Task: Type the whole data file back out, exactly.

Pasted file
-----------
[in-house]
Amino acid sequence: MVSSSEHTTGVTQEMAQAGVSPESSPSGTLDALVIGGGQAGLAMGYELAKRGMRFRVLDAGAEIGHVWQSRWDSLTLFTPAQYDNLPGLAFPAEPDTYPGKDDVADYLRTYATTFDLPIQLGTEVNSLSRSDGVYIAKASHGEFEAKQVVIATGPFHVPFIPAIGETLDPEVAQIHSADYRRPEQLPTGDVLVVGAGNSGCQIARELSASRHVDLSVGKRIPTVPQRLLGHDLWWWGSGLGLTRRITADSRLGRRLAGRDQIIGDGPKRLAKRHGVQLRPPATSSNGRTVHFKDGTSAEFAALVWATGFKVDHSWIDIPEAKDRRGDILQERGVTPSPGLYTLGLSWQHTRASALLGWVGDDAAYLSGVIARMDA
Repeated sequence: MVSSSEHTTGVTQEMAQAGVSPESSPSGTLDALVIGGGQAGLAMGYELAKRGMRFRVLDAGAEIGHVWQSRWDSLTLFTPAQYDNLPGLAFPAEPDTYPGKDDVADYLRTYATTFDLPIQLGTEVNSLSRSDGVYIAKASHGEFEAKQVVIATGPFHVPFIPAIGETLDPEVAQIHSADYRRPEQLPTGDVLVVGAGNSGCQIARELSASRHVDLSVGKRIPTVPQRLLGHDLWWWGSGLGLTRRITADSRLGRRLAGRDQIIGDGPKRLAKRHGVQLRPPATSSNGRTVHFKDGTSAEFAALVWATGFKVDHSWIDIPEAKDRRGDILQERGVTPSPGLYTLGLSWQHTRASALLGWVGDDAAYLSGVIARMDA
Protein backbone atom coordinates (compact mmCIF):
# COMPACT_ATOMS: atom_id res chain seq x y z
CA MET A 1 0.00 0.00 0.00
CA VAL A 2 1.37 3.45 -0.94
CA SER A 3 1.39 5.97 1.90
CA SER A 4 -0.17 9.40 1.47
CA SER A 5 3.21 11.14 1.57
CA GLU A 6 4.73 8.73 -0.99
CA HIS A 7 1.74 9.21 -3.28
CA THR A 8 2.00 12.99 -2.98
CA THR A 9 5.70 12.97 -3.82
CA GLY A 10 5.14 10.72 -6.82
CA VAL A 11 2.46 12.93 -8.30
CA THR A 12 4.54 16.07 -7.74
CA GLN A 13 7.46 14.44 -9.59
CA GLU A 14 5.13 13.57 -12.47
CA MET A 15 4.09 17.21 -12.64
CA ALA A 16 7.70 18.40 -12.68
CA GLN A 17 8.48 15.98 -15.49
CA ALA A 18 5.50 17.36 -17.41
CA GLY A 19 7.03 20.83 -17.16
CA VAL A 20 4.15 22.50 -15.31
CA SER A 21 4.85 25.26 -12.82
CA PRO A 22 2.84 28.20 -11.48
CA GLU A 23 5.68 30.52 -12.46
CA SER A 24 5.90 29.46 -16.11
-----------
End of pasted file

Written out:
[in-house]
Amino acid sequence: MVSSSEHTTGVTQEMAQAGVSPESSPSGTLDALVIGGGQAGLAMGYELAKRGMRFRVLDAGAEIGHVWQSRWDSLTLFTPAQYDNLPGLAFPAEPDTYPGKDDVADYLRTYATTFDLPIQLGTEVNSLSRSDGVYIAKASHGEFEAKQVVIATGPFHVPFIPAIGETLDPEVAQIHSADYRRPEQLPTGDVLVVGAGNSGCQIARELSASRHVDLSVGKRIPTVPQRLLGHDLWWWGSGLGLTRRITADSRLGRRLAGRDQIIGDGPKRLAKRHGVQLRPPATSSNGRTVHFKDGTSAEFAALVWATGFKVDHSWIDIPEAKDRRGDILQERGVTPSPGLYTLGLSWQHTRASALLGWVGDDAAYLSGVIARMDA
Repeated sequence: MVSSSEHTTGVTQEMAQAGVSPESSPSGTLDALVIGGGQAGLAMGYELAKRGMRFRVLDAGAEIGHVWQSRWDSLTLFTPAQYDNLPGLAFPAEPDTYPGKDDVADYLRTYATTFDLPIQLGTEVNSLSRSDGVYIAKASHGEFEAKQVVIATGPFHVPFIPAIGETLDPEVAQIHSADYRRPEQLPTGDVLVVGAGNSGCQIARELSASRHVDLSVGKRIPTVPQRLLGHDLWWWGSGLGLTRRITADSRLGRRLAGRDQIIGDGPKRLAKRHGVQLRPPATSSNGRTVHFKDGTSAEFAALVWATGFKVDHSWIDIPEAKDRRGDILQERGVTPSPGLYTLGLSWQHTRASALLGWVGDDAAYLSGVIARMDA
Protein backbone atom coordinates (compact mmCIF):
# COMPACT_ATOMS: atom_id res chain seq x y z
CA MET A 1 0.00 0.00 0.00
CA VAL A 2 1.37 3.45 -0.94
CA SER A 3 1.39 5.97 1.90
CA SER A 4 -0.17 9.40 1.47
CA SER A 5 3.21 11.14 1.57
CA GLU A 6 4.73 8.73 -0.99
CA HIS A 7 1.74 9.21 -3.28
CA THR A 8 2.00 12.99 -2.98
CA THR A 9 5.70 12.97 -3.82
CA GLY A 10 5.14 10.72 -6.82
CA VAL A 11 2.46 12.93 -8.30
CA THR A 12 4.54 16.07 -7.74
CA GLN A 13 7.46 14.44 -9.59
CA GLU A 14 5.13 13.57 -12.47
CA MET A 15 4.09 17.21 -12.64
CA ALA A 16 7.70 18.40 -12.68
CA GLN A 17 8.48 15.98 -15.49
CA ALA A 18 5.50 17.36 -17.41
CA GLY A 19 7.03 20.83 -17.16
CA VAL A 20 4.15 22.50 -15.31
CA SER A 21 4.85 25.26 -12.82
CA PRO A 22 2.84 28.20 -11.48
CA GLU A 23 5.68 30.52 -12.46
CA SER A 24 5.90 29.46 -16.11